“Related to the 2020 election, the media is more actively discussing information from a critical and “opposition” perspective. Everyone is trying to seem popular. Many avoid responsibility and take every opportunity to appear as a “good angel.”
According to him, there is an issue regarding employee literacy in the Artsakh media field, as well as an issue among the audience in terms of understanding what they follow correctly and being able to orient themselves.
The activeness of online newspapers and platforms
According to Vahram Poghosyan, the field can be considered open, as there are two mass media active in Artsakh online: Artsakhpress mainly reports the news, while the ARF Aparaj official paper responds to problems with a subjective approach. “That is to say, if there are some issues that deserve the attention of the media but are in some way related to party figures, then they will naturally not be covered,” he said.
Ara Puluzyan is of the opinion that the impartiality of the coverage of the problems in Aparaj is also a result of being a party media and that they do not hide the subordination of one or another political team.
By the way, Aparaj has recently become active and has even started writing about environmental issues.
He did not want to single out for any active newspapers or news platforms but believes other media outlets will soon become active again in connection with the 2020 presidential election.
According to Mary Davtyan, the most active and operative media outlet is the Artsakhpress Agency. Artsakh Public also plans to become active on the Internet outside of the standard broadcasting content.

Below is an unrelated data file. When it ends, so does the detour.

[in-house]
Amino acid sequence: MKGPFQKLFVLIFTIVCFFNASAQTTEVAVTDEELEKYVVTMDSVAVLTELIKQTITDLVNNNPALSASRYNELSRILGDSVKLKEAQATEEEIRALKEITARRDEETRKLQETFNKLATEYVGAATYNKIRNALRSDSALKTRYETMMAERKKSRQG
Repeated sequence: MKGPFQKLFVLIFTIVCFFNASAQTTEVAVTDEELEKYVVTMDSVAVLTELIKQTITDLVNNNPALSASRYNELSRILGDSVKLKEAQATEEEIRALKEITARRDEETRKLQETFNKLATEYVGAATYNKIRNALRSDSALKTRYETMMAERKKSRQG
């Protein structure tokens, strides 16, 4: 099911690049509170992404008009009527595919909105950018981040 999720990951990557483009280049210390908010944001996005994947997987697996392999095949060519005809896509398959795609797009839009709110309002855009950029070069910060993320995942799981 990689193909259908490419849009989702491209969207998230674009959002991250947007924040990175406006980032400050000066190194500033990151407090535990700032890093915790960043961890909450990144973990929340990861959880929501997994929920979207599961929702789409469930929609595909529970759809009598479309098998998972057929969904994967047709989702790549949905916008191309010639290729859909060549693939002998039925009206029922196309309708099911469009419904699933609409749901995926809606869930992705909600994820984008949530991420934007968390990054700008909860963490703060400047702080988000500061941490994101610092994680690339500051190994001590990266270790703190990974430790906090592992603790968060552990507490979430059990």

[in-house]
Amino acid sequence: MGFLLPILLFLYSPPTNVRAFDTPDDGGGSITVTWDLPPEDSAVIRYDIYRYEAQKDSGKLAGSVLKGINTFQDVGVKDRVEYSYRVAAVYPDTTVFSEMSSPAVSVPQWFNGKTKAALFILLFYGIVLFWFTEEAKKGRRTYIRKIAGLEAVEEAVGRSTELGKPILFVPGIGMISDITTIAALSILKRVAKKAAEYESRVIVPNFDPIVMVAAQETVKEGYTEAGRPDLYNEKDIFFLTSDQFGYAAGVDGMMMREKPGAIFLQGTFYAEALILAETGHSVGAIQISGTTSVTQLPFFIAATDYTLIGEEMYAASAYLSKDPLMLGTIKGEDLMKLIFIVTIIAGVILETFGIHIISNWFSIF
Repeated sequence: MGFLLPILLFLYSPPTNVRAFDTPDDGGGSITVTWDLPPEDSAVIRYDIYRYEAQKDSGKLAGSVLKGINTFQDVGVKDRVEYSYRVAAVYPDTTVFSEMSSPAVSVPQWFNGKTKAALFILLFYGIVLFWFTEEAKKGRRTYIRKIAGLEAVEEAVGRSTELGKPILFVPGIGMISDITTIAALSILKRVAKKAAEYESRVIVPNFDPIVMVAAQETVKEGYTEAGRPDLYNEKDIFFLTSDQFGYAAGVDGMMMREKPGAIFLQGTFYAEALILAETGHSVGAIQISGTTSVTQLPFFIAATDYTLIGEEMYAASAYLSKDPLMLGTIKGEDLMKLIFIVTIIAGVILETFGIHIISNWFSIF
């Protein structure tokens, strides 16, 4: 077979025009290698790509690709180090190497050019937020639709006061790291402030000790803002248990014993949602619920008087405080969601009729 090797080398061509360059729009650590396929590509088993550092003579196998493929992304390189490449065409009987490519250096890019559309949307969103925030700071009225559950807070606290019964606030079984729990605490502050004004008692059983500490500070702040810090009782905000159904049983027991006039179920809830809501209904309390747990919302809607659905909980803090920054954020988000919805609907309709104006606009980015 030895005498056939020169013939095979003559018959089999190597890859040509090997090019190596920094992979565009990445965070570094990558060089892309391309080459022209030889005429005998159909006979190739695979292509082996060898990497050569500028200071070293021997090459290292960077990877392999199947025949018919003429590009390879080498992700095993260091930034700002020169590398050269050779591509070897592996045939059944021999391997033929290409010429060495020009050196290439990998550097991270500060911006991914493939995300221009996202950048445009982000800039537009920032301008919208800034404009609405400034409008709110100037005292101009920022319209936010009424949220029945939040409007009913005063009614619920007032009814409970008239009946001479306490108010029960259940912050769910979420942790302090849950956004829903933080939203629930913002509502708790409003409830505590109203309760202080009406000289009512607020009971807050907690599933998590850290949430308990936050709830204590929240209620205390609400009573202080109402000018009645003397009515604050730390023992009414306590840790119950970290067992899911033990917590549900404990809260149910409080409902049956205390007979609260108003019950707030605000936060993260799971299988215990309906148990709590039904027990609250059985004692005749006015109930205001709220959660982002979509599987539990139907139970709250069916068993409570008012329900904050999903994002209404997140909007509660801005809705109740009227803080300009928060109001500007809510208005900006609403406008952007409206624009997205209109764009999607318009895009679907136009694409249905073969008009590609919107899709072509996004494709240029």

“After rebranding the official website, we intend to provide information to our consumers in the shortest possible time. We must create the opportunity to watch Artsakh Public Television online both on personal computers, as well as on mobile phones and tablets.”
Unlike the media, users on social networks have become more active, here they are more likely to voice concerns.
According to Vahram Poghosyan, there is some activity on Facebook, but often in a priori.
Chairman of the Union of Journalists of Artsakh Kim Gabrielyan also thinks that in terms of content, almost nothing has changed in the Artsakh media field.
“The political ‘firing points’ have just grown heated. New parties and social movements are emerging whose origins are still difficult to gauge. So what can one expect from this media field? They are the same media outlets that have existed in the past, which are state, party or have departmental sponsorship and whose mission cannot have any other interpretation.”
At the same time, according to him, social networks have been activated, revealing new ideological layers in society. “If this can be considered a distinctive phenomenon in terms of pluralism, it has vulnerabilities in terms of information reliability and impartiality.”
Artsakh is getting ready for national elections, and information spin can have a negative impact on the public mood.
Kim Gabrielyan is worried that hastily created e-newspapers, amateur-friendly websites and social networking sites in the meantime will play a misleading role. And the question is, after the election, will the skilled media field be re-valued, at least, to its former importance.